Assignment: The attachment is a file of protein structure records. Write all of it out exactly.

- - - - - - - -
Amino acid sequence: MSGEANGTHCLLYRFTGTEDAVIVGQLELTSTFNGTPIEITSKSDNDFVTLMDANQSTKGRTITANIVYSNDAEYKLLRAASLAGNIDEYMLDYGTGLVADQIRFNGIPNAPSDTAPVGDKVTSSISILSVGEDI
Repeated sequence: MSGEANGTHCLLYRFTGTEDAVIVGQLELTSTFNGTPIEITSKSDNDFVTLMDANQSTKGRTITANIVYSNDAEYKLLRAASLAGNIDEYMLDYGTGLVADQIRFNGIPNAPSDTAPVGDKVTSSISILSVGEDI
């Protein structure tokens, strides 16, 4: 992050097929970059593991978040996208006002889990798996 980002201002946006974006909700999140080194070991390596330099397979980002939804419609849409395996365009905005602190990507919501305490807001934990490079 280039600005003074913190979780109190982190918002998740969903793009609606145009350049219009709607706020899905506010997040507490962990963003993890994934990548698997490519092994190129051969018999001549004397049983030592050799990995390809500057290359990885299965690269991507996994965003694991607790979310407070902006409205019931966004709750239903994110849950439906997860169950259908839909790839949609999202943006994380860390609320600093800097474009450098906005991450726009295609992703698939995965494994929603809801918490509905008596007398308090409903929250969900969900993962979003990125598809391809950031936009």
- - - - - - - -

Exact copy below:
Amino acid sequence: MSGEANGTHCLLYRFTGTEDAVIVGQLELTSTFNGTPIEITSKSDNDFVTLMDANQSTKGRTITANIVYSNDAEYKLLRAASLAGNIDEYMLDYGTGLVADQIRFNGIPNAPSDTAPVGDKVTSSISILSVGEDI
Repeated sequence: MSGEANGTHCLLYRFTGTEDAVIVGQLELTSTFNGTPIEITSKSDNDFVTLMDANQSTKGRTITANIVYSNDAEYKLLRAASLAGNIDEYMLDYGTGLVADQIRFNGIPNAPSDTAPVGDKVTSSISILSVGEDI
């Protein structure tokens, strides 16, 4: 992050097929970059593991978040996208006002889990798996 980002201002946006974006909700999140080194070991390596330099397979980002939804419609849409395996365009905005602190990507919501305490807001934990490079 280039600005003074913190979780109190982190918002998740969903793009609606145009350049219009709607706020899905506010997040507490962990963003993890994934990548698997490519092994190129051969018999001549004397049983030592050799990995390809500057290359990885299965690269991507996994965003694991607790979310407070902006409205019931966004709750239903994110849950439906997860169950259908839909790839949609999202943006994380860390609320600093800097474009450098906005991450726009295609992703698939995965494994929603809801918490509905008596007398308090409903929250969900969900993962979003990125598809391809950031936009």